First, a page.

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Agile process & team setup

05 January 2016

How to build an expert nearshore mobile app development team, part 2

Agile development

The Agile process of development is the preferred way of developing mobile apps. With Agile, we use the so-called sprint – it’s a set period of time during which specific work has to be completed and made ready for review. The length of the sprint is fixed and chosen at the start of the project – for example 2 weeks. Then, at the beginning of each sprint, we set goals – what we want to implement and function – and, after the sprint, that part is ready. After the sprint we can evaluate the current state of our product, and can redefine priorities or even the design of the application. Each sprint is designed to have relatively small, but fully working functionality added or modified. Thus we make use of Agile methodology to maintain the flexibility to make changes after each sprint. There is freedom for the client to make changes during the development to react to the market, user opinions or changing business priorities. Changes can be made at the beginning of the sprint (planning phase), but not during the sprint itself (development phase).

agile-software-development-jcommerce

The above description is true for all software development, but is particularly important in the mobile world. Current distribution platforms (App Store, Google Play, and Windows Marketplace) make it very easy to publish an early version of the product, and even easier to update it often without any effort from the end user. This, along with the agile development flow, allows clients to publish the app early, see user reviews and reactions, and iterate functionality with each sprint, publish new versions and get feedback from the real market. Feedback from real usage makes it possible to set priorities that benefit users the most, and to alter the original vision so as to make the most attractive product. Agile, along with the frequent publish model, makes it faster to iterate toward a polished, functional product.

Product owner in the Agile development model

The product owner represents requirements in terms of software development. The client should select a single person for this role, who will be the main contact responsible for providing a vision of the product from the client’s side, for cooperating with the team which will transform this vision into the product design process, and then for implementing this design. The product owner is not responsible for the technical details of implementation (unless the client so desires), but is responsible for understanding target audiences and desired functionalities, answering questions about projects, and the ongoing process of selecting the priorities for the next sprint. The product owner doesn’t need to have programming experience, but it’s good if he has some understanding of the market, knowledge of similar solutions and possibilities, as well as a basic level of technical knowledge. The product owner should have enough time to be available for communication with the development team throughout the process.

agile-product-owner-scrum-jcommerce

Scrum development team

The Scrum team is responsible for executing the product owner’s vision and requirements. This team creates the technical architecture for the application, implements it, and tests it. The Scrum team is in constant communication with the product owner during development. At the beginning of the sprint, the product owner is responsible for selecting the most important tasks to implement, and the team is responsible for estimating how many of those tasks they are able to do within the confines of this sprint. They consult on the details of requirements with the team owner throughout the sprint process, and the results of their work is tested, then submitted for review at the end of each sprint.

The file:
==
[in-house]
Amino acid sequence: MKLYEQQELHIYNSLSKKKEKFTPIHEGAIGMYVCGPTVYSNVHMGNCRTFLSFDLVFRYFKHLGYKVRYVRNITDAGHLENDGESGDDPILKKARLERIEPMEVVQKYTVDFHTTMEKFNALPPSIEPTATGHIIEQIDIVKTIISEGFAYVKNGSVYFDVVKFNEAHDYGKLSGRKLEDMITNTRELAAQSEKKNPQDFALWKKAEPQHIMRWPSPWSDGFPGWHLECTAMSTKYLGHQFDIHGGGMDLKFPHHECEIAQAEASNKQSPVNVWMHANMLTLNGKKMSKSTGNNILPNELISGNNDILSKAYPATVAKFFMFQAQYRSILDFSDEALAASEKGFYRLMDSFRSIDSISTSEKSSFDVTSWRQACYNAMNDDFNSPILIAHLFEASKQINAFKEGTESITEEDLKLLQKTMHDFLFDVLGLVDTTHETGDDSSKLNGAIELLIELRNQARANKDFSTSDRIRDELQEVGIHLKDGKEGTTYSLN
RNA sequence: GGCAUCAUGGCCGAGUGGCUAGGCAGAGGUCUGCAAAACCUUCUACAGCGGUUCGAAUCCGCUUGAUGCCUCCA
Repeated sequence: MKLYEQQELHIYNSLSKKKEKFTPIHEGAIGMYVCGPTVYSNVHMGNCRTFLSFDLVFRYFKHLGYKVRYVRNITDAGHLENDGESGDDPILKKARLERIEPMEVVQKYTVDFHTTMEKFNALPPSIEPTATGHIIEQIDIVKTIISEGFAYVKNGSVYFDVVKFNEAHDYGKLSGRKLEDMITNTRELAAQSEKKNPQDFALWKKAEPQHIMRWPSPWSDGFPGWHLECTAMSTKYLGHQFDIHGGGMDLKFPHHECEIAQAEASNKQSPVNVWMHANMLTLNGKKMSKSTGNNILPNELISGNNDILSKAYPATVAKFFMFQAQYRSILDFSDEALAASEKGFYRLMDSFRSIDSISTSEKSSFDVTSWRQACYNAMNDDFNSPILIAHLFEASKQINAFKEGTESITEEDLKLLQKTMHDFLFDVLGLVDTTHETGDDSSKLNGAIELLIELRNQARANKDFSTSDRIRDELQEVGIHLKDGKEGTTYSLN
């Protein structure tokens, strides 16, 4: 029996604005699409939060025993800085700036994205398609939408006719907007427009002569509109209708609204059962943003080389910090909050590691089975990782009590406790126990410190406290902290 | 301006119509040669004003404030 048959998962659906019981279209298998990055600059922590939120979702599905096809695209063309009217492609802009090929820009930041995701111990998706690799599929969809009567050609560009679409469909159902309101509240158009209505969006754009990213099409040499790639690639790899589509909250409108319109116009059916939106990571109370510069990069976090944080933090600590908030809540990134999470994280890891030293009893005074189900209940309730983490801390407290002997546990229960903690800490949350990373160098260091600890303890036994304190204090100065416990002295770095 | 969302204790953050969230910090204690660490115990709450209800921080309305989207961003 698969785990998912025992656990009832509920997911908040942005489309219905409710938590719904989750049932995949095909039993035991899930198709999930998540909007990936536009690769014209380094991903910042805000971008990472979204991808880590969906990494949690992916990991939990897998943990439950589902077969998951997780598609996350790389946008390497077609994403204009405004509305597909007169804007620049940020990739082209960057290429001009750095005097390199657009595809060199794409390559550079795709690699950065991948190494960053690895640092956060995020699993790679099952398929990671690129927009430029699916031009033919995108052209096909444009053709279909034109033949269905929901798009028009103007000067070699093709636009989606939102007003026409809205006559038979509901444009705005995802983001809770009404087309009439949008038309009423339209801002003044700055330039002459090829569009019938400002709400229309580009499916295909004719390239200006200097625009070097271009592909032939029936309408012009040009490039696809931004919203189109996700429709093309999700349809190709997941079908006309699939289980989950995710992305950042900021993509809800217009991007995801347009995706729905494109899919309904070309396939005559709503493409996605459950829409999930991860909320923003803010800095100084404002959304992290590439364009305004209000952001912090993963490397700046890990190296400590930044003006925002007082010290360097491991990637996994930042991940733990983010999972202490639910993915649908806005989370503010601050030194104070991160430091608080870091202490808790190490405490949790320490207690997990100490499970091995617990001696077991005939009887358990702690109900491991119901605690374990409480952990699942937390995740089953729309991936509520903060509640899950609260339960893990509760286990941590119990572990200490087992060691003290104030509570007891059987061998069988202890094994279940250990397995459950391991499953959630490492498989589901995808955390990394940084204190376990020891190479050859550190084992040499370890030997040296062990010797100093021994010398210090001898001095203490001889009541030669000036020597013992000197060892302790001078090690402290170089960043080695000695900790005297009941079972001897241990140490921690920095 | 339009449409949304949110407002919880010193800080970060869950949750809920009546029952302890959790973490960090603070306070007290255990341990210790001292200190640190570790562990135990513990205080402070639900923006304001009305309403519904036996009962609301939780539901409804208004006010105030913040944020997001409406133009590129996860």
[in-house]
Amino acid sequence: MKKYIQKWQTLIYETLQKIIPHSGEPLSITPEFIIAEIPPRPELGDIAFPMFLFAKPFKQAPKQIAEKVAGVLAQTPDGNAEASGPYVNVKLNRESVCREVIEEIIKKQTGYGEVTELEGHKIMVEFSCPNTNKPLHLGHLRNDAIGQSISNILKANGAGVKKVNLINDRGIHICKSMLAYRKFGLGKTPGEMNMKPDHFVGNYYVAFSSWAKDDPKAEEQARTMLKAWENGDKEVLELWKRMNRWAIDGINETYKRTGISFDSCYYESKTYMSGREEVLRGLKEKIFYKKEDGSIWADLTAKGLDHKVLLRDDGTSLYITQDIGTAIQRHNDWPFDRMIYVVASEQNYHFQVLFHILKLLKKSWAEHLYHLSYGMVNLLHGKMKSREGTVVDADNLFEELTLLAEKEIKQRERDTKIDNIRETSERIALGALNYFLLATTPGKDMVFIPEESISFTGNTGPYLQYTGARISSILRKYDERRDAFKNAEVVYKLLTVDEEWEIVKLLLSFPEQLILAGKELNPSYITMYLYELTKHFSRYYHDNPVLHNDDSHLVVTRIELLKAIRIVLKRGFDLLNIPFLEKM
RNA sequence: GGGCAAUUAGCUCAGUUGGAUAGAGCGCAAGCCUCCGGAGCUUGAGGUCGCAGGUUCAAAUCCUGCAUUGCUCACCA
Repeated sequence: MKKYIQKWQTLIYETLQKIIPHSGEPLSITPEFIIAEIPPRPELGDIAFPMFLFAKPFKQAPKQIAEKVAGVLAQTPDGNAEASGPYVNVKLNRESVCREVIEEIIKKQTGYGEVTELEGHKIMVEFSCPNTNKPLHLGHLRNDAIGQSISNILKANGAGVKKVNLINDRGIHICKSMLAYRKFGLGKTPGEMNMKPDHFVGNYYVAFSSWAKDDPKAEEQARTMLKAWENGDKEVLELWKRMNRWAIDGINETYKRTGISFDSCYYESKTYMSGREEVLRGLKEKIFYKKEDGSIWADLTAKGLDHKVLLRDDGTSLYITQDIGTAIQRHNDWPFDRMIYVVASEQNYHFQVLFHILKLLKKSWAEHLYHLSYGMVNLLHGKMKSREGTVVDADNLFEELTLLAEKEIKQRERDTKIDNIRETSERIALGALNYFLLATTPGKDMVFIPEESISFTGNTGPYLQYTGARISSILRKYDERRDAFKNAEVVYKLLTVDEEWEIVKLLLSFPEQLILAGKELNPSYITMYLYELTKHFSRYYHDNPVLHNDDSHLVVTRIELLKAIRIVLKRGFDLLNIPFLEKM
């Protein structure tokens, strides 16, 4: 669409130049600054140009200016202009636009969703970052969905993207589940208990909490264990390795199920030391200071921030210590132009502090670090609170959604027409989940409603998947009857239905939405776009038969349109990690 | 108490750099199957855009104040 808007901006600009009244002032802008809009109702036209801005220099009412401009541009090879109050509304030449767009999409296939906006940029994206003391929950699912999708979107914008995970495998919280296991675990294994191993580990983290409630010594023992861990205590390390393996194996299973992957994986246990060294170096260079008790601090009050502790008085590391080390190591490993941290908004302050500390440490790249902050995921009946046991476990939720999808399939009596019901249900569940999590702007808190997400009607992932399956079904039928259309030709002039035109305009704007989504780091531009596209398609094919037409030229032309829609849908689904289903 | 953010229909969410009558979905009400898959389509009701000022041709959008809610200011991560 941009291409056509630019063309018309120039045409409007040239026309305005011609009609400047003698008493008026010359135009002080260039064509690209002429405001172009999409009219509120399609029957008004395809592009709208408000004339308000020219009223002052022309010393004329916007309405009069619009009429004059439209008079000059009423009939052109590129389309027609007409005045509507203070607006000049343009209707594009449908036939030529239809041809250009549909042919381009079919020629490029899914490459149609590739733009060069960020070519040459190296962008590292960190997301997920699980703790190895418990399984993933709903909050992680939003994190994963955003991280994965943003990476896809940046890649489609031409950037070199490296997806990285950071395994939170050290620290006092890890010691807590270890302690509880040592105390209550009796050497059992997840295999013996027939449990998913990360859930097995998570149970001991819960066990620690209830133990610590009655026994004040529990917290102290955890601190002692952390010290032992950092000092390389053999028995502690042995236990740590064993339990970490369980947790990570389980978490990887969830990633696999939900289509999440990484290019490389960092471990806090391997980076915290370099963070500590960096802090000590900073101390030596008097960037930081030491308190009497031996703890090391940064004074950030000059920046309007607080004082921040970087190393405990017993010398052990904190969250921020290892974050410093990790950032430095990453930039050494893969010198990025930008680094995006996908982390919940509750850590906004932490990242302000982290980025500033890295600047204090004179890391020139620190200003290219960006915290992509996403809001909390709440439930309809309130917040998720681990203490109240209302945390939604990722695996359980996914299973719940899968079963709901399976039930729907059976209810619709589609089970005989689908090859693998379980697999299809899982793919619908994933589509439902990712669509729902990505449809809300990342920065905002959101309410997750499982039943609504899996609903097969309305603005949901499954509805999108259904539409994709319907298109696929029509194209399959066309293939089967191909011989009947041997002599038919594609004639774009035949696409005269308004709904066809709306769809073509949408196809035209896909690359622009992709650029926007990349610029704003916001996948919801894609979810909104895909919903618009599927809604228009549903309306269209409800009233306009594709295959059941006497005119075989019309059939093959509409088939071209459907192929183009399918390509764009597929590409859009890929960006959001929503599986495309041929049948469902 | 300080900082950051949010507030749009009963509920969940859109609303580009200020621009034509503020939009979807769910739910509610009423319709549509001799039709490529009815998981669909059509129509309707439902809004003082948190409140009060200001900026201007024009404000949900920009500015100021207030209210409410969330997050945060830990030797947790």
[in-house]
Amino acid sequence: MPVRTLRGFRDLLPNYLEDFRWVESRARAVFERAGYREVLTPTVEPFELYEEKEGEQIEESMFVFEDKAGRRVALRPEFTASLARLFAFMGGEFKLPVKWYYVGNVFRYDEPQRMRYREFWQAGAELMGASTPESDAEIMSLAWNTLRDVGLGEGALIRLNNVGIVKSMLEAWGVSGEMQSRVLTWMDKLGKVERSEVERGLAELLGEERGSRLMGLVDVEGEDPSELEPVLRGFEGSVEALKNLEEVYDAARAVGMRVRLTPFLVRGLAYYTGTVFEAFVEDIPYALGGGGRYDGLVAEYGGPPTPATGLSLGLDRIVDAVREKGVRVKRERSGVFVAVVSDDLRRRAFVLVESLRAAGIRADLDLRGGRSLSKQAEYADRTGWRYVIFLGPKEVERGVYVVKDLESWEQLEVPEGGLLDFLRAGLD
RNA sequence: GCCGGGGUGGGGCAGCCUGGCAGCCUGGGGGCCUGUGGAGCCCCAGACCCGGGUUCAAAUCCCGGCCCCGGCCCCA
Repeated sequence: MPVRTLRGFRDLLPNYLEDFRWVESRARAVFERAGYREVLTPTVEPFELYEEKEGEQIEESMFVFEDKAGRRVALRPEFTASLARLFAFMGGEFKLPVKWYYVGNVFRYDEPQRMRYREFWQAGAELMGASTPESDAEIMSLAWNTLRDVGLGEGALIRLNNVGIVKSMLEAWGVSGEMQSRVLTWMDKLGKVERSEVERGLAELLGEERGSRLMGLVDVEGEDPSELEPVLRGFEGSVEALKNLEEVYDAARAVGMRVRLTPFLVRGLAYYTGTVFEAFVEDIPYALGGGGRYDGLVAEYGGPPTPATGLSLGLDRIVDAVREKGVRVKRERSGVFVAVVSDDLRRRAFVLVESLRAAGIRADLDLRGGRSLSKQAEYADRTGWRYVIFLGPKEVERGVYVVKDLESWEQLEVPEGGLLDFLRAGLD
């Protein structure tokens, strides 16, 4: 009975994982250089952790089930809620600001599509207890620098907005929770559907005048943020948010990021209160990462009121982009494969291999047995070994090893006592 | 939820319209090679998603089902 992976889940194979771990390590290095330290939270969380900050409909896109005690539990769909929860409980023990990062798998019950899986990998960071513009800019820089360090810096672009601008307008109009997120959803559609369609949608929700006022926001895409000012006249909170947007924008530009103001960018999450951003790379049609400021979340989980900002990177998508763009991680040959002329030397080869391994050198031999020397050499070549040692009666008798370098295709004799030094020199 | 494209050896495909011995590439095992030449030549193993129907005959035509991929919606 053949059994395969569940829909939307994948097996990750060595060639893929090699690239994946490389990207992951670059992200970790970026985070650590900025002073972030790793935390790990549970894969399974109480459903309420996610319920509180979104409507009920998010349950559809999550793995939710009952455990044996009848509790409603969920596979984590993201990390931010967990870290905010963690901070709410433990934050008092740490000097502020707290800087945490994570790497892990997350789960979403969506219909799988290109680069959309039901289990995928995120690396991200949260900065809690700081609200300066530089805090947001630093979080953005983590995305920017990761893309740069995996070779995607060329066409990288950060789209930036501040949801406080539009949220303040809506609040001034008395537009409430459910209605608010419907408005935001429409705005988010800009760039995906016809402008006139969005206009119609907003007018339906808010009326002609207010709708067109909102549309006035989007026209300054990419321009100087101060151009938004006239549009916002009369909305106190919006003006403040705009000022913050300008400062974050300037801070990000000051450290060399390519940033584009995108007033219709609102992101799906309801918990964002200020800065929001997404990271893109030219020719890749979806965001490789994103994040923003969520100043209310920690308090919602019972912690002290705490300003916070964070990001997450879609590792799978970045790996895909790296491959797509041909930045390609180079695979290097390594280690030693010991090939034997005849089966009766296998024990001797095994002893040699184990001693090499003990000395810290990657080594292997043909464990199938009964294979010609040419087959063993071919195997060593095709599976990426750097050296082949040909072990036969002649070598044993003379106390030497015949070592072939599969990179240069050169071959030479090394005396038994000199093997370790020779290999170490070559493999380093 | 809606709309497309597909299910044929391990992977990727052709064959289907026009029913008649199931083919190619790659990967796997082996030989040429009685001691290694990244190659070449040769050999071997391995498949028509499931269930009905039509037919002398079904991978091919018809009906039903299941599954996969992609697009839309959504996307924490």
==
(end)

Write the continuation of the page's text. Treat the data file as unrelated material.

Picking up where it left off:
Depending on the cooperation model, the entire team (except the product owner) can be from the service provider, or composed from among both the client’s and service provider’s specialists.

Team setup

Setting up the team can be done after defining the requirements and scope of the project, as well as defining the expected deadlines for project development. The typical composition of such a team is as follows:

              -> Native development

Team leader/Scrum master – responsible for managing the team, tasks, and overseeing development
iOS/Android/Windows Phone developer(s) – at least one developer for each platform, responsible for the implementation of mobile apps
Server developer(s) – responsible for integrating existing data sources or creating new ones
Testers – responsible for testing the app, finding and reporting quality issues

             -> Cross-platform development

Team leader/Scrum master – responsible for managing the team, tasks, and overseeing development
Front-End HTML/JS developer(s) – responsible for the implementation of the mobile app for all platforms
Server developer(s) – responsible for integrating existing data sources or creating new ones
Testers – responsible for testing the app, finding and reporting quality issues

The exact size of the team depends on the scope and complexity of the application, as well as deadlines, and should be determined after consultation with the service provider.

Setting the requirements and the final team are important when starting a project. After that, the next step is to set the testing strategy, which we will dive into in the next article.

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